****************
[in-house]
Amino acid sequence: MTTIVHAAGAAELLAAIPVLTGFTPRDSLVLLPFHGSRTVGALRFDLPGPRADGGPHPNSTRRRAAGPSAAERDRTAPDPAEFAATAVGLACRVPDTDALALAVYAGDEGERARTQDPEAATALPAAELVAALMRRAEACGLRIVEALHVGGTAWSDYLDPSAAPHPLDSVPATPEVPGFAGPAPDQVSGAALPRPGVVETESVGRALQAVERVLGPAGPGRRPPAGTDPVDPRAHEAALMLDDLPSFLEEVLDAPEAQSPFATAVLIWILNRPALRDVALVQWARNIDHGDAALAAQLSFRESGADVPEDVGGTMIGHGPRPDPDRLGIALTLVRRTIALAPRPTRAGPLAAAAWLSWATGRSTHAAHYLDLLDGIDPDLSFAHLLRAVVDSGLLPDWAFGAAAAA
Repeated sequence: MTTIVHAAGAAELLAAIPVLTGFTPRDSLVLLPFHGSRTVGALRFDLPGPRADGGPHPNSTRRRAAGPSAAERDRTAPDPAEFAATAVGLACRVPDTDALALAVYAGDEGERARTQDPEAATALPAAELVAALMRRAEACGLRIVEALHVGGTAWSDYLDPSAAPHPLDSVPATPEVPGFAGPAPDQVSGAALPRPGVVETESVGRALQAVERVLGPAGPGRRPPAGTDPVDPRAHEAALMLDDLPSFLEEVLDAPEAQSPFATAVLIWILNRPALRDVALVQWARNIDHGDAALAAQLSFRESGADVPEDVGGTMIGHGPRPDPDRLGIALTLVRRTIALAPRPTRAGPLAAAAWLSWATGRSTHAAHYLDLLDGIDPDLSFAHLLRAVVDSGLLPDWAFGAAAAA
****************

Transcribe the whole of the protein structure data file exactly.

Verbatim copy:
[in-house]
Amino acid sequence: MTTIVHAAGAAELLAAIPVLTGFTPRDSLVLLPFHGSRTVGALRFDLPGPRADGGPHPNSTRRRAAGPSAAERDRTAPDPAEFAATAVGLACRVPDTDALALAVYAGDEGERARTQDPEAATALPAAELVAALMRRAEACGLRIVEALHVGGTAWSDYLDPSAAPHPLDSVPATPEVPGFAGPAPDQVSGAALPRPGVVETESVGRALQAVERVLGPAGPGRRPPAGTDPVDPRAHEAALMLDDLPSFLEEVLDAPEAQSPFATAVLIWILNRPALRDVALVQWARNIDHGDAALAAQLSFRESGADVPEDVGGTMIGHGPRPDPDRLGIALTLVRRTIALAPRPTRAGPLAAAAWLSWATGRSTHAAHYLDLLDGIDPDLSFAHLLRAVVDSGLLPDWAFGAAAAA
Repeated sequence: MTTIVHAAGAAELLAAIPVLTGFTPRDSLVLLPFHGSRTVGALRFDLPGPRADGGPHPNSTRRRAAGPSAAERDRTAPDPAEFAATAVGLACRVPDTDALALAVYAGDEGERARTQDPEAATALPAAELVAALMRRAEACGLRIVEALHVGGTAWSDYLDPSAAPHPLDSVPATPEVPGFAGPAPDQVSGAALPRPGVVETESVGRALQAVERVLGPAGPGRRPPAGTDPVDPRAHEAALMLDDLPSFLEEVLDAPEAQSPFATAVLIWILNRPALRDVALVQWARNIDHGDAALAAQLSFRESGADVPEDVGGTMIGHGPRPDPDRLGIALTLVRRTIALAPRPTRAGPLAAAAWLSWATGRSTHAAHYLDLLDGIDPDLSFAHLLRAVVDSGLLPDWAFGAAAAA